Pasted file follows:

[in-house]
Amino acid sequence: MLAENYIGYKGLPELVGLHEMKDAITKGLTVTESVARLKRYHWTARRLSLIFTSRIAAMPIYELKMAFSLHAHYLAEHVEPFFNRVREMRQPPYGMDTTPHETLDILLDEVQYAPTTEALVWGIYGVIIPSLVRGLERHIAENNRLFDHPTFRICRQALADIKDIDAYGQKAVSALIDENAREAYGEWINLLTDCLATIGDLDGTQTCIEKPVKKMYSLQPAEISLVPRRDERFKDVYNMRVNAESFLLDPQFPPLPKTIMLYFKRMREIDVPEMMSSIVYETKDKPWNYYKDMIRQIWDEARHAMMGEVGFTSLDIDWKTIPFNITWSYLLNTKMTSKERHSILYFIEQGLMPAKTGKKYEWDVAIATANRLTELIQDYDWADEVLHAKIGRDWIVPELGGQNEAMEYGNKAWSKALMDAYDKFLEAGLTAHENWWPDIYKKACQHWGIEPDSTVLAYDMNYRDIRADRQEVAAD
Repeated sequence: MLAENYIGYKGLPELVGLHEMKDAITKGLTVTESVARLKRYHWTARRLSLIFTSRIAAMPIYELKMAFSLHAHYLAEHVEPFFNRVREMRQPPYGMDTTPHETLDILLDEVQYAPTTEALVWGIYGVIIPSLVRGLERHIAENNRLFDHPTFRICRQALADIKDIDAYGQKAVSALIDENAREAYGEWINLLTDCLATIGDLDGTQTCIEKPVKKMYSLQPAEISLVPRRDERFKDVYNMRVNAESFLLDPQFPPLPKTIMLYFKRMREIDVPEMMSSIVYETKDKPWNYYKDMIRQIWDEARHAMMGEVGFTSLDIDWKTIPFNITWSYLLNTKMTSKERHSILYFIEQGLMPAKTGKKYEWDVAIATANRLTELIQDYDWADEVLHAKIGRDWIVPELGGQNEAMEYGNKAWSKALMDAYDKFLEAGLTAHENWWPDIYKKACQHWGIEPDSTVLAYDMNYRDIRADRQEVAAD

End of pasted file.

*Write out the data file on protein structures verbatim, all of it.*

[in-house]
Amino acid sequence: MLAENYIGYKGLPELVGLHEMKDAITKGLTVTESVARLKRYHWTARRLSLIFTSRIAAMPIYELKMAFSLHAHYLAEHVEPFFNRVREMRQPPYGMDTTPHETLDILLDEVQYAPTTEALVWGIYGVIIPSLVRGLERHIAENNRLFDHPTFRICRQALADIKDIDAYGQKAVSALIDENAREAYGEWINLLTDCLATIGDLDGTQTCIEKPVKKMYSLQPAEISLVPRRDERFKDVYNMRVNAESFLLDPQFPPLPKTIMLYFKRMREIDVPEMMSSIVYETKDKPWNYYKDMIRQIWDEARHAMMGEVGFTSLDIDWKTIPFNITWSYLLNTKMTSKERHSILYFIEQGLMPAKTGKKYEWDVAIATANRLTELIQDYDWADEVLHAKIGRDWIVPELGGQNEAMEYGNKAWSKALMDAYDKFLEAGLTAHENWWPDIYKKACQHWGIEPDSTVLAYDMNYRDIRADRQEVAAD
Repeated sequence: MLAENYIGYKGLPELVGLHEMKDAITKGLTVTESVARLKRYHWTARRLSLIFTSRIAAMPIYELKMAFSLHAHYLAEHVEPFFNRVREMRQPPYGMDTTPHETLDILLDEVQYAPTTEALVWGIYGVIIPSLVRGLERHIAENNRLFDHPTFRICRQALADIKDIDAYGQKAVSALIDENAREAYGEWINLLTDCLATIGDLDGTQTCIEKPVKKMYSLQPAEISLVPRRDERFKDVYNMRVNAESFLLDPQFPPLPKTIMLYFKRMREIDVPEMMSSIVYETKDKPWNYYKDMIRQIWDEARHAMMGEVGFTSLDIDWKTIPFNITWSYLLNTKMTSKERHSILYFIEQGLMPAKTGKKYEWDVAIATANRLTELIQDYDWADEVLHAKIGRDWIVPELGGQNEAMEYGNKAWSKALMDAYDKFLEAGLTAHENWWPDIYKKACQHWGIEPDSTVLAYDMNYRDIRADRQEVAAD